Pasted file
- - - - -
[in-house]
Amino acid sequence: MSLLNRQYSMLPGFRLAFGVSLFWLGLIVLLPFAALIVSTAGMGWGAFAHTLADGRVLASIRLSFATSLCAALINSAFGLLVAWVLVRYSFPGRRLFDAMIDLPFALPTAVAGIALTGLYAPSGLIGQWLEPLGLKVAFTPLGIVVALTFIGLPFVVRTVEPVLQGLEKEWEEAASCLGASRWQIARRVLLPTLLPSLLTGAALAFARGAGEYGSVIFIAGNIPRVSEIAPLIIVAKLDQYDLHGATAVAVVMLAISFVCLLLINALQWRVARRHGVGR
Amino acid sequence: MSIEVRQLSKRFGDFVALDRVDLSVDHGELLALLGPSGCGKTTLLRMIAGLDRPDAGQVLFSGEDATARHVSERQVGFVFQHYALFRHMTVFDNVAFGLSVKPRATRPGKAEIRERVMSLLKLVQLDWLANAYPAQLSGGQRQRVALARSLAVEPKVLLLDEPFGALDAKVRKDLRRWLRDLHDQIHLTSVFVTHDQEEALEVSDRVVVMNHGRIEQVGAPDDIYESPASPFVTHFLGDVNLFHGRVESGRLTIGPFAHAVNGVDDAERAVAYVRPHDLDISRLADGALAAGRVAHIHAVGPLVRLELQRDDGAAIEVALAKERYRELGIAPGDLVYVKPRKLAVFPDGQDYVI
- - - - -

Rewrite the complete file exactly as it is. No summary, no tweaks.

[in-house]
Amino acid sequence: MSLLNRQYSMLPGFRLAFGVSLFWLGLIVLLPFAALIVSTAGMGWGAFAHTLADGRVLASIRLSFATSLCAALINSAFGLLVAWVLVRYSFPGRRLFDAMIDLPFALPTAVAGIALTGLYAPSGLIGQWLEPLGLKVAFTPLGIVVALTFIGLPFVVRTVEPVLQGLEKEWEEAASCLGASRWQIARRVLLPTLLPSLLTGAALAFARGAGEYGSVIFIAGNIPRVSEIAPLIIVAKLDQYDLHGATAVAVVMLAISFVCLLLINALQWRVARRHGVGR
Amino acid sequence: MSIEVRQLSKRFGDFVALDRVDLSVDHGELLALLGPSGCGKTTLLRMIAGLDRPDAGQVLFSGEDATARHVSERQVGFVFQHYALFRHMTVFDNVAFGLSVKPRATRPGKAEIRERVMSLLKLVQLDWLANAYPAQLSGGQRQRVALARSLAVEPKVLLLDEPFGALDAKVRKDLRRWLRDLHDQIHLTSVFVTHDQEEALEVSDRVVVMNHGRIEQVGAPDDIYESPASPFVTHFLGDVNLFHGRVESGRLTIGPFAHAVNGVDDAERAVAYVRPHDLDISRLADGALAAGRVAHIHAVGPLVRLELQRDDGAAIEVALAKERYRELGIAPGDLVYVKPRKLAVFPDGQDYVI